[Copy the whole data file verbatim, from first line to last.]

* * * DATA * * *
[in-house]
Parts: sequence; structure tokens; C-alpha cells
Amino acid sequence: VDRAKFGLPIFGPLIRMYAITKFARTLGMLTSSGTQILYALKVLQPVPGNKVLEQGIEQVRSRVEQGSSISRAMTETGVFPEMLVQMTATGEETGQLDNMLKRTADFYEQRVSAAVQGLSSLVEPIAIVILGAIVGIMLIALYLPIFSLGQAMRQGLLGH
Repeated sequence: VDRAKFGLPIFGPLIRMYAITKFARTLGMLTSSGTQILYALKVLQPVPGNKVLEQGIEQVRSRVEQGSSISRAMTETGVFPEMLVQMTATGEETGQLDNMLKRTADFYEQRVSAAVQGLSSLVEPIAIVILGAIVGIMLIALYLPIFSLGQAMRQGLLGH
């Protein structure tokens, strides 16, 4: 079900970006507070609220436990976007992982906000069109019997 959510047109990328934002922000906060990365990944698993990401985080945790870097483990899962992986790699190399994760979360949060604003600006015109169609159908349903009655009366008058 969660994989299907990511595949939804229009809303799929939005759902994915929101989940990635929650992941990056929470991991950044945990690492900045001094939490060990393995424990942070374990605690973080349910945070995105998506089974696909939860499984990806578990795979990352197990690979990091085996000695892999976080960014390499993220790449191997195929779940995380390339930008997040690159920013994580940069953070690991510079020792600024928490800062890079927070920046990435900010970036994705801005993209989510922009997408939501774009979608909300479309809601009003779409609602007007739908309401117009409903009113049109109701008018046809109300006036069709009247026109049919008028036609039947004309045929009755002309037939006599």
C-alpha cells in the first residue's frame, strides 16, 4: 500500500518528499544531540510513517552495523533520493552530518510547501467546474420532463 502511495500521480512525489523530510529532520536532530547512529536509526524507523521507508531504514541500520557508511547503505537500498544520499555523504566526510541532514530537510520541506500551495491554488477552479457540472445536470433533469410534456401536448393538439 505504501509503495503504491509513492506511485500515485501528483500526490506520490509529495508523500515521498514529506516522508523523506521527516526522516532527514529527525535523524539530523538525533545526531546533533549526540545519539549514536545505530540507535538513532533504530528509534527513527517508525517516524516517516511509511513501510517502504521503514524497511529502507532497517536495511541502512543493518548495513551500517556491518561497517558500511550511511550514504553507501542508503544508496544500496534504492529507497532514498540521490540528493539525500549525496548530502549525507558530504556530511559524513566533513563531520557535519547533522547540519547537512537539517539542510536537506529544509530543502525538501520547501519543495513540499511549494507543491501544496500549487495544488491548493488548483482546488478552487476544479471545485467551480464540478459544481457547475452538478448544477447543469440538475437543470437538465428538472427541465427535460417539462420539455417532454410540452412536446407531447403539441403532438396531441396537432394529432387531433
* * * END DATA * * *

[in-house]
Parts: sequence; structure tokens; C-alpha cells
Amino acid sequence: VDRAKFGLPIFGPLIRMYAITKFARTLGMLTSSGTQILYALKVLQPVPGNKVLEQGIEQVRSRVEQGSSISRAMTETGVFPEMLVQMTATGEETGQLDNMLKRTADFYEQRVSAAVQGLSSLVEPIAIVILGAIVGIMLIALYLPIFSLGQAMRQGLLGH
Repeated sequence: VDRAKFGLPIFGPLIRMYAITKFARTLGMLTSSGTQILYALKVLQPVPGNKVLEQGIEQVRSRVEQGSSISRAMTETGVFPEMLVQMTATGEETGQLDNMLKRTADFYEQRVSAAVQGLSSLVEPIAIVILGAIVGIMLIALYLPIFSLGQAMRQGLLGH
């Protein structure tokens, strides 16, 4: 079900970006507070609220436990976007992982906000069109019997 959510047109990328934002922000906060990365990944698993990401985080945790870097483990899962992986790699190399994760979360949060604003600006015109169609159908349903009655009366008058 969660994989299907990511595949939804229009809303799929939005759902994915929101989940990635929650992941990056929470991991950044945990690492900045001094939490060990393995424990942070374990605690973080349910945070995105998506089974696909939860499984990806578990795979990352197990690979990091085996000695892999976080960014390499993220790449191997195929779940995380390339930008997040690159920013994580940069953070690991510079020792600024928490800062890079927070920046990435900010970036994705801005993209989510922009997408939501774009979608909300479309809601009003779409609602007007739908309401117009409903009113049109109701008018046809109300006036069709009247026109049919008028036609039947004309045929009755002309037939006599």
C-alpha cells in the first residue's frame, strides 16, 4: 500500500518528499544531540510513517552495523533520493552530518510547501467546474420532463 502511495500521480512525489523530510529532520536532530547512529536509526524507523521507508531504514541500520557508511547503505537500498544520499555523504566526510541532514530537510520541506500551495491554488477552479457540472445536470433533469410534456401536448393538439 505504501509503495503504491509513492506511485500515485501528483500526490506520490509529495508523500515521498514529506516522508523523506521527516526522516532527514529527525535523524539530523538525533545526531546533533549526540545519539549514536545505530540507535538513532533504530528509534527513527517508525517516524516517516511509511513501510517502504521503514524497511529502507532497517536495511541502512543493518548495513551500517556491518561497517558500511550511511550514504553507501542508503544508496544500496534504492529507497532514498540521490540528493539525500549525496548530502549525507558530504556530511559524513566533513563531520557535519547533522547540519547537512537539517539542510536537506529544509530543502525538501520547501519543495513540499511549494507543491501544496500549487495544488491548493488548483482546488478552487476544479471545485467551480464540478459544481457547475452538478448544477447543469440538475437543470437538465428538472427541465427535460417539462420539455417532454410540452412536446407531447403539441403532438396531441396537432394529432387531433